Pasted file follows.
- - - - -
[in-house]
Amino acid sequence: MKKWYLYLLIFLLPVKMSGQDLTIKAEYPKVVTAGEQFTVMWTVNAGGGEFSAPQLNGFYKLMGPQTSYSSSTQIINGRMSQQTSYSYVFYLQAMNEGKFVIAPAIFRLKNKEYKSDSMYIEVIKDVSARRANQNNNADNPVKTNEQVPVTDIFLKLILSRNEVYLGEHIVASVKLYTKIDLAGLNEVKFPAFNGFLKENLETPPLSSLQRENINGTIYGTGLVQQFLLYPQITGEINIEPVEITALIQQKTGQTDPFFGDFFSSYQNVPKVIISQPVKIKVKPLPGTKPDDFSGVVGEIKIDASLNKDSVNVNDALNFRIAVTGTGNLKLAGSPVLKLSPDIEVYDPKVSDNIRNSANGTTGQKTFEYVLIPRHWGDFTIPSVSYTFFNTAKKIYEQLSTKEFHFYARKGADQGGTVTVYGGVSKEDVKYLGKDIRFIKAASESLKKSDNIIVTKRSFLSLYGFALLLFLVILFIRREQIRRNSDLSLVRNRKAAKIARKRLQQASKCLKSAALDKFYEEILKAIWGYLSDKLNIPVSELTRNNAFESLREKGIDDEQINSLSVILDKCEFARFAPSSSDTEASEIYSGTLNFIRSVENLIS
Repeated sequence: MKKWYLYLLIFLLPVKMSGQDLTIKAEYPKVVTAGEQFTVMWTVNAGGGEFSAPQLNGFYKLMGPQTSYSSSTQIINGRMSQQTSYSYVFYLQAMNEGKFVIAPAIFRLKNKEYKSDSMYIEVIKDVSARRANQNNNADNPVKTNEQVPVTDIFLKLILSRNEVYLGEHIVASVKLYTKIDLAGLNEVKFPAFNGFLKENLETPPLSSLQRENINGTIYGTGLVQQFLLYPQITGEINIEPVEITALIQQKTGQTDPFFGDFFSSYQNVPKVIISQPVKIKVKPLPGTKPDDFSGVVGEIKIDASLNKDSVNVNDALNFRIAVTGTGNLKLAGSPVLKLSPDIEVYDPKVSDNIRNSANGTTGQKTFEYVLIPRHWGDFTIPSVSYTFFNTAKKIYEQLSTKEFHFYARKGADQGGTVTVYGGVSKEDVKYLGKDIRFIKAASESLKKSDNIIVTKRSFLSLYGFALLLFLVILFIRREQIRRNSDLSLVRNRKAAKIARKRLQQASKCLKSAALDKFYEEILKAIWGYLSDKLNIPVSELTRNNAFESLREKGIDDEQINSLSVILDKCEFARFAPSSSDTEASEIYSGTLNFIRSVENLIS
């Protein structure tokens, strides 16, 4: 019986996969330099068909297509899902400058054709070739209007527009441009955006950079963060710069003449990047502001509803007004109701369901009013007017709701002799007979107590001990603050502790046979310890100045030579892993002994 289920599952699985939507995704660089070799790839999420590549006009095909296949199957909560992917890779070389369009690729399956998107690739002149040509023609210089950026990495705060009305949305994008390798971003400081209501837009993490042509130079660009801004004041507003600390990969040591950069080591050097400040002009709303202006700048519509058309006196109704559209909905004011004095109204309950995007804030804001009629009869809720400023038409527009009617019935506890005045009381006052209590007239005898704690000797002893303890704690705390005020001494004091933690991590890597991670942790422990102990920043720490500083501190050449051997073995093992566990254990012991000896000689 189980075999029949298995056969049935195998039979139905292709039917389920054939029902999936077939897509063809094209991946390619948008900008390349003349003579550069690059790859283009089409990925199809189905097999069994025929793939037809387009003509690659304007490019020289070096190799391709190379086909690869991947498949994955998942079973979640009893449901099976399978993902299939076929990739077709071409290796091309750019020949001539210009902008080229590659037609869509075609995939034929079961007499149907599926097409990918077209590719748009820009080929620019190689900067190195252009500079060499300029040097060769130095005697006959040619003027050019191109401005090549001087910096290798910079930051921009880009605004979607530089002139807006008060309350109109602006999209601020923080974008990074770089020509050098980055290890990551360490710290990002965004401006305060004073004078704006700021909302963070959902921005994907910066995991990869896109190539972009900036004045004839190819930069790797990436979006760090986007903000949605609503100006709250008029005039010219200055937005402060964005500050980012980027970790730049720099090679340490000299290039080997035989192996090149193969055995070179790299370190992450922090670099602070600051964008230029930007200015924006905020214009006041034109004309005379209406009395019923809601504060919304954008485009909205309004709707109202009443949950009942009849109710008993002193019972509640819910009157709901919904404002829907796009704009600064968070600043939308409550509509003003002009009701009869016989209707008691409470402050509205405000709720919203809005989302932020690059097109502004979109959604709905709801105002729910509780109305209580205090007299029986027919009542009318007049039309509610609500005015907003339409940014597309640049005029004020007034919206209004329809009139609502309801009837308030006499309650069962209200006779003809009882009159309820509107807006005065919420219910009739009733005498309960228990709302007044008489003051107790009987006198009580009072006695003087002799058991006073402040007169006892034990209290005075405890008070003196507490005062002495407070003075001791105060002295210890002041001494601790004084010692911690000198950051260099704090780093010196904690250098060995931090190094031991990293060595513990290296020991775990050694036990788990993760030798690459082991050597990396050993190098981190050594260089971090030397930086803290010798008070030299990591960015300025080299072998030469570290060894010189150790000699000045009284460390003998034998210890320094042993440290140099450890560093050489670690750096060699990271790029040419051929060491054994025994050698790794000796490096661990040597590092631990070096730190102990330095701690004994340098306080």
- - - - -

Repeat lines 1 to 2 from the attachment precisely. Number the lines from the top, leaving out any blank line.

[in-house]
Amino acid sequence: MKKWYLYLLIFLLPVKMSGQDLTIKAEYPKVVTAGEQFTVMWTVNAGGGEFSAPQLNGFYKLMGPQTSYSSSTQIINGRMSQQTSYSYVFYLQAMNEGKFVIAPAIFRLKNKEYKSDSMYIEVIKDVSARRANQNNNADNPVKTNEQVPVTDIFLKLILSRNEVYLGEHIVASVKLYTKIDLAGLNEVKFPAFNGFLKENLETPPLSSLQRENINGTIYGTGLVQQFLLYPQITGEINIEPVEITALIQQKTGQTDPFFGDFFSSYQNVPKVIISQPVKIKVKPLPGTKPDDFSGVVGEIKIDASLNKDSVNVNDALNFRIAVTGTGNLKLAGSPVLKLSPDIEVYDPKVSDNIRNSANGTTGQKTFEYVLIPRHWGDFTIPSVSYTFFNTAKKIYEQLSTKEFHFYARKGADQGGTVTVYGGVSKEDVKYLGKDIRFIKAASESLKKSDNIIVTKRSFLSLYGFALLLFLVILFIRREQIRRNSDLSLVRNRKAAKIARKRLQQASKCLKSAALDKFYEEILKAIWGYLSDKLNIPVSELTRNNAFESLREKGIDDEQINSLSVILDKCEFARFAPSSSDTEASEIYSGTLNFIRSVENLIS